School was lame – as usual.  I hate everyone except Denise.  Not that Denise is THAT great, but she’s ok.  We ate lunch together – as usual.  But somehow we ended up sitting next to Jessica and her gang of wannabes.  I would rather choke on a piece of steak than be friends with Jessica. Denise and I did our “thing” where we pretend to have a conversation but secretly we’re really eavesdropping.  All the girls talked about was the school dance and their dresses – lame!  Again, I would rather die – like someone could knife me in the gut – than be one of those girls.  They are an embarrassment to the entire race of females.

Beatrice paused and took a few bites of her bear paw cookie and sucked orange juice from a glass with a red licorice straw.  A ball of fur whizzed by the hideaway door – it was Len, her family’s cat.  Like most cats, Len did his own thing.  At times he would curl up next to Beatrice on her bed and purr like the cats do in commercials.  But more often than not he seemed to look at Beatrice and her family with disdain, as if he were King and they were his lowly servants.  Beatrice resumed writing.

Denise and I are OBVIOUSLY not going to the stupid dance – as if!  Denise is coming over here and we’re going to watch The Stepford Wives, it’s some creepy 1970’s movie where the men turn their wives into robot ladies.  Can you believe that?!  Men are lame.  They think they know everything and that they’re better than us.  But they better watch out! Girls like me – and Denise – we’re not going to put up with their CRAP!  Mom makes dinner for dad every single night, he NEVER cooks! There is no way that I’m cooking for my husband every night!   He can go to California Pizza Kitchen and pick up dinner twice a week.  Then HE will cook dinner twice a week and I will cook dinner twice a week.  That leaves one night for us to go out to a fancy restaurant for a fancy dinner.  That’s how it’s going to go down, otherwise I am NOT getting married.

Beatrice put down her journal and stretched her long, stick-like legs onto the grass.  She tried to imagine being a robot lady.  Just then Len strolled in, looked at her like she was useless and strolled back out.  We really need to get a dog, thought Beatrice.

 

 

 

 

 

A is for Annabelle

Annabelle stretched out on the park bench, hiking up her dress a little to try and tan her legs. “Sweet Jesus, I’m white as cake flour.” She tilted her head, sunflower-style, hoping that her tiny freckles would soon turn to Jennifer Aniston bronzed skin. She kept a tight grip on her purse. Her parents had warned Annabelle about New Yorkers – “they’re savages!” her father had hissed when she’d told him about her plans to visit the city. “Don’t let go of your purse for one second!” her mother had cried. Her mother had also secretly packed Annabelle’s bag with bandages, power bars and a “rape whistle.”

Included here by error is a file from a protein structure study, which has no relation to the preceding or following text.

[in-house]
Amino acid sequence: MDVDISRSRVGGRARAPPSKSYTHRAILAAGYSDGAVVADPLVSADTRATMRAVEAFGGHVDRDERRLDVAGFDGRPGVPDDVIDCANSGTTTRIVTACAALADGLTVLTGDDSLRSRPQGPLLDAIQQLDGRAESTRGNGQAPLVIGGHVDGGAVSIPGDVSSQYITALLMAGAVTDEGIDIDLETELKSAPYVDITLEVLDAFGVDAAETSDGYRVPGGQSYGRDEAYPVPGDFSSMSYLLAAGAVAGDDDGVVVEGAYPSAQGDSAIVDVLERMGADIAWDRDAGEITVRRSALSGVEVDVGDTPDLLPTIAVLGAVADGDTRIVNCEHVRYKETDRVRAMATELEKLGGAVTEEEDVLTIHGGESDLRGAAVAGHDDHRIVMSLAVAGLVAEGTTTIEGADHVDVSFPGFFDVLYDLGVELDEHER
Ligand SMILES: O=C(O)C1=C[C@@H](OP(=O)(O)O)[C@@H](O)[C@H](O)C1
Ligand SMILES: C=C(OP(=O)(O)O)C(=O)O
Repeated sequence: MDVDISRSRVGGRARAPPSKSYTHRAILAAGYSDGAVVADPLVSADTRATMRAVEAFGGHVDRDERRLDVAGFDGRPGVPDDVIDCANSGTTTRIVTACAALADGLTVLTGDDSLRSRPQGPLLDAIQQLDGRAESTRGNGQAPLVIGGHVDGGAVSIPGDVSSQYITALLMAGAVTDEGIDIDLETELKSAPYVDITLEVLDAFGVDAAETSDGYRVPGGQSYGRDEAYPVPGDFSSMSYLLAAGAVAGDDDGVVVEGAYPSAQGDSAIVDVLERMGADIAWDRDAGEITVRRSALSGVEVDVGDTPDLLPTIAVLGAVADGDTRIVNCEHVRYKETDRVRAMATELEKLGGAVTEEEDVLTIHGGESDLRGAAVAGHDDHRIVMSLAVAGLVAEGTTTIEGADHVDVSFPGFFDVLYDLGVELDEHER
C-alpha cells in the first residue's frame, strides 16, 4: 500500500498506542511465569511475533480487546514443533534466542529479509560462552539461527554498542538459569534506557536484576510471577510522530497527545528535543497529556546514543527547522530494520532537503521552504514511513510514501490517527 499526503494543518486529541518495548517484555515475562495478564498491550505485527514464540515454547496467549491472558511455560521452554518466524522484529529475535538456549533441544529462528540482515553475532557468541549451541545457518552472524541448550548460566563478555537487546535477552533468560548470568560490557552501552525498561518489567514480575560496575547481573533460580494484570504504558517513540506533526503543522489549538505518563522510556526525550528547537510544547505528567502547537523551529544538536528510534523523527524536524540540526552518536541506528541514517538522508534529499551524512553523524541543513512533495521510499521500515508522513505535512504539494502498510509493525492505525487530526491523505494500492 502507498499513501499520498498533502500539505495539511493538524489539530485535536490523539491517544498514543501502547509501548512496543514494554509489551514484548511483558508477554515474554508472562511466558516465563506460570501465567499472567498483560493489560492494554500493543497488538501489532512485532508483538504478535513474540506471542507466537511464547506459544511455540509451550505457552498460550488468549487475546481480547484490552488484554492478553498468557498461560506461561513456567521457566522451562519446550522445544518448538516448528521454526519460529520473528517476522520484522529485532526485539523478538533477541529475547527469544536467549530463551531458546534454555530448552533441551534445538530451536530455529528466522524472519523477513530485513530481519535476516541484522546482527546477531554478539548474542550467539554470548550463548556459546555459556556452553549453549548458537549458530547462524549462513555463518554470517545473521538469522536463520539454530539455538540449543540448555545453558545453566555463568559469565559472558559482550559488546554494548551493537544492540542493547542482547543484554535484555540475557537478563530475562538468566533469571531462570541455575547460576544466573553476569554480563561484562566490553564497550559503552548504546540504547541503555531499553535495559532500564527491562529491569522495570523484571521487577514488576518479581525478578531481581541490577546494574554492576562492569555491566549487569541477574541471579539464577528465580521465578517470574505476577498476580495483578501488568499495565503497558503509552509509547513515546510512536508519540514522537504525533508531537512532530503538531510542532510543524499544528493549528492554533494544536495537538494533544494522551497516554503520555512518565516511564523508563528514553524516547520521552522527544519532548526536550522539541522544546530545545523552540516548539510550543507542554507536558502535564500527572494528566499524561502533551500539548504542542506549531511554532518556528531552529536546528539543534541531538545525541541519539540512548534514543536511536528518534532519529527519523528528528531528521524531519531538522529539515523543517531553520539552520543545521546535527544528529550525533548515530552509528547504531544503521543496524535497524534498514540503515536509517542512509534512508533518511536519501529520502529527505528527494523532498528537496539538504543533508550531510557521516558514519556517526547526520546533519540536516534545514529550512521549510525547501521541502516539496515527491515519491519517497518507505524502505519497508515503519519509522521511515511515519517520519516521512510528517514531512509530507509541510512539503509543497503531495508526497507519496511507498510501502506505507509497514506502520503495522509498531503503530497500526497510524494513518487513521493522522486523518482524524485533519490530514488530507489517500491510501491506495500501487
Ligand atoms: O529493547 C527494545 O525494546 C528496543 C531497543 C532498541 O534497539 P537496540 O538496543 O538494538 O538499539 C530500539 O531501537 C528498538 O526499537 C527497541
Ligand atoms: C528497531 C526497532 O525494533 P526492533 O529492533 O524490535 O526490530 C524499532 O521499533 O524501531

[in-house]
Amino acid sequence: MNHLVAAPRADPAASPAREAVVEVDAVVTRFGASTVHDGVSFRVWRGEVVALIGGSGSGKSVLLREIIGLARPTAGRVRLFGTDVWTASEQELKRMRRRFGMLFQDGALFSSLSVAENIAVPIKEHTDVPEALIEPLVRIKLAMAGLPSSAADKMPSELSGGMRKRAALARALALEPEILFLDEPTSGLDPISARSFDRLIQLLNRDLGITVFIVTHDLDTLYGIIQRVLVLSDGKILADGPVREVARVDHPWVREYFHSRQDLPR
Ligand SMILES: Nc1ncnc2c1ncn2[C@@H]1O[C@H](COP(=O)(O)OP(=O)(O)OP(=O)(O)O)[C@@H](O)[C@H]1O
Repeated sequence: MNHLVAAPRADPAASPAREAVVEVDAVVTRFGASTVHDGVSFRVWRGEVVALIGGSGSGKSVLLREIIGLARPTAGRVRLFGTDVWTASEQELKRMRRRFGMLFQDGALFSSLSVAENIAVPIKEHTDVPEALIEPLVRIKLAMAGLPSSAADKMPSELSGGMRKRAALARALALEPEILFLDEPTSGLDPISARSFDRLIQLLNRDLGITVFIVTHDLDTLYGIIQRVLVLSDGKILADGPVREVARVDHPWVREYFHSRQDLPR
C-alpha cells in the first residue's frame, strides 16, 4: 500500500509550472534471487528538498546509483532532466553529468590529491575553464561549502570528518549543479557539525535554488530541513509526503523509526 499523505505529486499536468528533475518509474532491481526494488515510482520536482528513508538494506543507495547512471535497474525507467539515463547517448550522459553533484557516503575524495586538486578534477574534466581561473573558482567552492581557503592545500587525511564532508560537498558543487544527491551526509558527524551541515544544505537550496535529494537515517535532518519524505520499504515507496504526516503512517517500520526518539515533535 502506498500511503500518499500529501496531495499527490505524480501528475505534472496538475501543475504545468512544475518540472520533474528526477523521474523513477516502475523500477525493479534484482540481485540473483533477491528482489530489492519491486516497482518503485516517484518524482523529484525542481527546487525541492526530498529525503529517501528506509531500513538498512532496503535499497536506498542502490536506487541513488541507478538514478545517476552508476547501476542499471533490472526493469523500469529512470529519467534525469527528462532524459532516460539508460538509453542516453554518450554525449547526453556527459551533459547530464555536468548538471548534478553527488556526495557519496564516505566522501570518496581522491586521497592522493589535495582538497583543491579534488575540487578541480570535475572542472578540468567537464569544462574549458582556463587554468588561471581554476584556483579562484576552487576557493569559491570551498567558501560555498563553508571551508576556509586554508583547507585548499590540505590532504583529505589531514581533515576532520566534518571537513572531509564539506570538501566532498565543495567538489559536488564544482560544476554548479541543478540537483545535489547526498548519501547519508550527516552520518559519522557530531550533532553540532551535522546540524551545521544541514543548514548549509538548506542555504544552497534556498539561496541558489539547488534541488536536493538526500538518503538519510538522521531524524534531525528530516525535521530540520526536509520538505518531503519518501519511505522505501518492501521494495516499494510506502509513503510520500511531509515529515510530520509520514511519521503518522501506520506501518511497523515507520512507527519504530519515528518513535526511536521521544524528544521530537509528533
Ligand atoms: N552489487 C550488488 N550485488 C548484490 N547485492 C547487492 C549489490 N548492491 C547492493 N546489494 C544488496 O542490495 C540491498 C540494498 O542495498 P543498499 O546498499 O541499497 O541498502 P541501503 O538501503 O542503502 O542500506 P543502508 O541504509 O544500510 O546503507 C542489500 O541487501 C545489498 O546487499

Ever since watching Breakfast at Tiffany’s as a child, Annabelle had dreamt of visiting New York City. Of course as an eight year-old she had not been aware of the dark undercurrent of the movie, she had simply been in love with Audrey’s style, her milk-filled champagne glasses and the glamour of Manhattan. So after earning a degree – and top marks – in Paralegal Studies from Emmerson Community College, Annabelle had decided to reward herself with her dream trip.

She was starting to get a little hungry, so she decided to take herself out for a chic lunch. Annabelle had made a list of all the fashionable restaurants that celebrities and style-makers frequented and she made her way to one of them, “Saint Martine” in Soho. On the subway downtown, Annabelle chatted with a young woman named Crystal who told her all about her cheating, no-good boyfriend. Annabelle advised her to leave him immediately: “Life is short and precious! Don’t waste one more minute on him!” Crystal had been moved by Annabelle’s warm demeanour and had giver her her phone number scrolled on the back of an old prescription. “If you get in a jam and need any help, call me!” she said as she hopped off the train.

Once on the cobblestone streets of Soho, Annabelle took a moment to fix her face and smooth out her Kate Spade floral dress. She’d bought the dress for fifteen dollars at The Salvation Army. Annabelle shopped thrift stores on a regular basis, but she only frequented the ones near rich neighborhoods. She also had a brand new Coach purse, a graduation gift from her Aunt Helen who understood the importance of dressing well. “Annabelle is going to be surrounded by high-end lawyers, she needs to look the part,” Aunt Helen had said when her mother protested that the purse was too expensive.